Tim Brabants knows better than most how important it is to have a career you can turn to when the Olympic sports career finishes. The sprint kayaker is a qualified doctor and will return to medicine whenever he eventually hangs up his paddles.
He’s not “lucky”, he’s just fortunate in that he planned ahead. Others are not so fortunate. Many sportsmen and women find that after one or two decades of sacrificing absolutely everything for their sport they struggle to fit back into “normal” life, sometimes lacking the qualifications or work experience to attract an employer.
Sure, if you have a medal (and if it’s golden, so much the better) then you may be ok…..many companies would like the kudos that comes from employing a medal-winning Olympian. But not everyone has a medal at the Olympic Games to show for their decade or more of sacrifice.
Multiple world marathon champion Ivan Lawler works as an osteopath. Other ex canoeists work in property, financial services, sales…careers that require certain skills rather than experience.
Many Olympians remain in sport as coaches. Others try to capitalise on their sports knowledge and think about a career in the media – as a sports journalist or broadcaster but, as Tim Brabants himself suggests, that’s an option open to few. The question to ask yourself is how knowledgeable you really are about sports other than your own.
The need for eloquence
Quite apart from eloquence you do, frankly, have to be a household name, which means you will probably have been an athlete (ie track and field) or have been truly exceptional. These are essential qualities to enable you to command viewers’ respect (Steve Redgrave, five Olympic golds, gets called on as a commentator at rowing events. Matthew Pinsent has four Olympic medals and is working his way through the BBC’s ranks. A few Premiership footballers do do some football commentary but here, as elsewhere, eloquence is as importance as your past sporting ability).
Swimmer Mark Foster commentates on his own sport. Pinsent commentates on sports other than rowing but Redgrave, by and large, does not. So you need to consider, even if you get your foot in the door, if you’re going to make a living out of it or just the occasional appearance fee. There’s an important difference – one will pay the bills, the other will pay for a very nice lunch.
It is possible to find a niche, as ex-table tennis player Matthew Syed found himself as a columnist on the Times. But if you see yourself as the next Sue Barker or Jonathan Edwards, the chances are you won’t have been a competitive kayaker (or any other minority sport practitioner) unless you limit yourself to talking about the sport you have the most knowledge about – your own.
Kayakers do make it to some extent but it’s patchy – Olympic slalom medalist Helen Reeves works in the media as a publicity officer (for the BCU, admittedly), multiple marathon world champion Anna Hemmings works in motivational speaking and has a commentary gig for the BBC at London 2012 but she’s mostly covering canoeing. She does blog elsewhere about sport in general too, it has to be said, and comes across as an engaging writer.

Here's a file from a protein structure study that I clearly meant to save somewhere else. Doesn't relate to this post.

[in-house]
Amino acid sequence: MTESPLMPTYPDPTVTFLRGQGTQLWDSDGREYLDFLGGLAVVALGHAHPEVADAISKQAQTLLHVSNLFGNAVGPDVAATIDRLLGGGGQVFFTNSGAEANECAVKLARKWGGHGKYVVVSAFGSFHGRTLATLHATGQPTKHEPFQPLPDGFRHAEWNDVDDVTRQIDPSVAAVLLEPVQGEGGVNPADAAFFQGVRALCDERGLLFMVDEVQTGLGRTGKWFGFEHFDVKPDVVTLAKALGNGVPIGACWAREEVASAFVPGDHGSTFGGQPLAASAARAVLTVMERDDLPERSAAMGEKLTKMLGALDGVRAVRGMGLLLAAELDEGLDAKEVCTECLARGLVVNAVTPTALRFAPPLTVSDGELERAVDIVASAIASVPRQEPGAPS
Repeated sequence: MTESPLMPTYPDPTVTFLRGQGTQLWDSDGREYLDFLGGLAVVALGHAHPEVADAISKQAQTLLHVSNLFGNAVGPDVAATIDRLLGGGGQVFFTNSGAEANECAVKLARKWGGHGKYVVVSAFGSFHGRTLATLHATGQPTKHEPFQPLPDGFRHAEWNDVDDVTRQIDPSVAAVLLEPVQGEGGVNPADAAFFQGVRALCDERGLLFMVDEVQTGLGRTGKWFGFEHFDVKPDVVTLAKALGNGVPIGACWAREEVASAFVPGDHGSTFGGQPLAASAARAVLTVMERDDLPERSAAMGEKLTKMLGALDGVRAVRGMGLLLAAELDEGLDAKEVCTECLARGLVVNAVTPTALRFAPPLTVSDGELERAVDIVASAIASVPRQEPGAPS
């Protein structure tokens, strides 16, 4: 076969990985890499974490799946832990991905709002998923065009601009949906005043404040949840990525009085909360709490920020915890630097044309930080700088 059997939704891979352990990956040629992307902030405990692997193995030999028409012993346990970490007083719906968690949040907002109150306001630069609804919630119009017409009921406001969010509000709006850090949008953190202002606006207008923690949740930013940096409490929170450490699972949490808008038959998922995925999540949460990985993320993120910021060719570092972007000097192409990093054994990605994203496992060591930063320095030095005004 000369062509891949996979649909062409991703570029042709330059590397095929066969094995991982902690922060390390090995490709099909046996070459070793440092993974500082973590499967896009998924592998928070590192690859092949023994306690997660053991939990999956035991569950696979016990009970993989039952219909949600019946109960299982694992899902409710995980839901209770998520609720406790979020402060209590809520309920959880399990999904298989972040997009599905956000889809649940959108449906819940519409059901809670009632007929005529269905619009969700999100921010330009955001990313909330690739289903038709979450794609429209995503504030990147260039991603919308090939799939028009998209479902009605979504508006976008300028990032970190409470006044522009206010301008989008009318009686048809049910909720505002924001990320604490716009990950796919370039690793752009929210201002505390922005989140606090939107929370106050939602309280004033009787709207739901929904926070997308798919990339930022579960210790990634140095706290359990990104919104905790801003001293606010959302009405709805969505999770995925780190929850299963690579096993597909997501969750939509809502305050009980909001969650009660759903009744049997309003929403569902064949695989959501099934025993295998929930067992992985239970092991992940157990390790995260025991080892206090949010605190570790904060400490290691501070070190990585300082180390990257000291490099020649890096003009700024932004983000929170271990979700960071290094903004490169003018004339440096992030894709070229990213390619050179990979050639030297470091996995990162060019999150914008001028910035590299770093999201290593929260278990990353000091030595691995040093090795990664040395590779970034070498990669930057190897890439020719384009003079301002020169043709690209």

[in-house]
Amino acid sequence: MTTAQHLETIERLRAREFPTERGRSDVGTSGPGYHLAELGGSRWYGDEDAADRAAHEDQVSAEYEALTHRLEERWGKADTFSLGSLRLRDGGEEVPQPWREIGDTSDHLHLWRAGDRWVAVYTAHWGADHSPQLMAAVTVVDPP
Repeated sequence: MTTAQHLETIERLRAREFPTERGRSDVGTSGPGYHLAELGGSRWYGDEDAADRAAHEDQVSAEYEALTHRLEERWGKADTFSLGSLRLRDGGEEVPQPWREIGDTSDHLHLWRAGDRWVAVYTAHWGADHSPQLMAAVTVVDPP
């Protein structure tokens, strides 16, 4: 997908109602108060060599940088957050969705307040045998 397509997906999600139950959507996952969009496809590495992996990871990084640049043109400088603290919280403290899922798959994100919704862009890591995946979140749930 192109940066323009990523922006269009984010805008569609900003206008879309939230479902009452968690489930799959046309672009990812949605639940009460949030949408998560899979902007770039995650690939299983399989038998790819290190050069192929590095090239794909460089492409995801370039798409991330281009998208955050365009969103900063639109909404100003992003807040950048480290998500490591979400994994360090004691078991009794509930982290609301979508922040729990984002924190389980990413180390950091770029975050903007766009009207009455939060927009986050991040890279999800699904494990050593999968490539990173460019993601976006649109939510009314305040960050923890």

Transition to ‘normal life’
It’s very difficult to manage that transition from sport to “normal life”. Not just getting a job but coping with the somewhat more mundane reality of working life. Going from an environment where you’re top of the tree to one where you are not (and where no one cares particularly that you managed a pb of 4:20 something around your club timetrial course!) can be psychologically difficult.It’s something the International Olympic Committee has focused on through its Athletes Commission (and the support of a sponsor, Adecco). The Athletes Career Programme is a really useful organ for Olympians who are trying to transition from sport to work.
The ACP is there to help athletes who are still competing and those who are transitioning. There are several key principles – it provides guidance and the necessary tools to help athletes successfully manage training, competition as well as the challenges and opportunities of day-to-day life as an elite athlete. It focuses on three fields: education, life skills and employment.
There are no easy steps to transitioning from world class performance back to day-to-day life (apart from a good piece of advice, which is that you should try to look after yourself psychologically and physiologically….don’t just let yourself go to seed; keep things in proportion; don’t abandon your life-long habit of setting yourself goals). But the IOC’s ACP scheme has some good tips for how to do it. They’re valid even if you’re not an Olympic athlete but someone who’s training full-time.
Why hiring an Olympian makes sense
One thing to remember when you’re at a post-sports career job interview: the skills you honed as a sportsperson will stand you in great stead in the workplace …. but it doesn’t hurt to remind the interviewer of this. Determination. Organisation. Planning. A refusal to give up. These are all attributes that employers want in their workforce. So if you’ve not got a degree, don’t be deterred. And, if you’re school age, think about how you can combine studies and sport – you’d be foolish not to.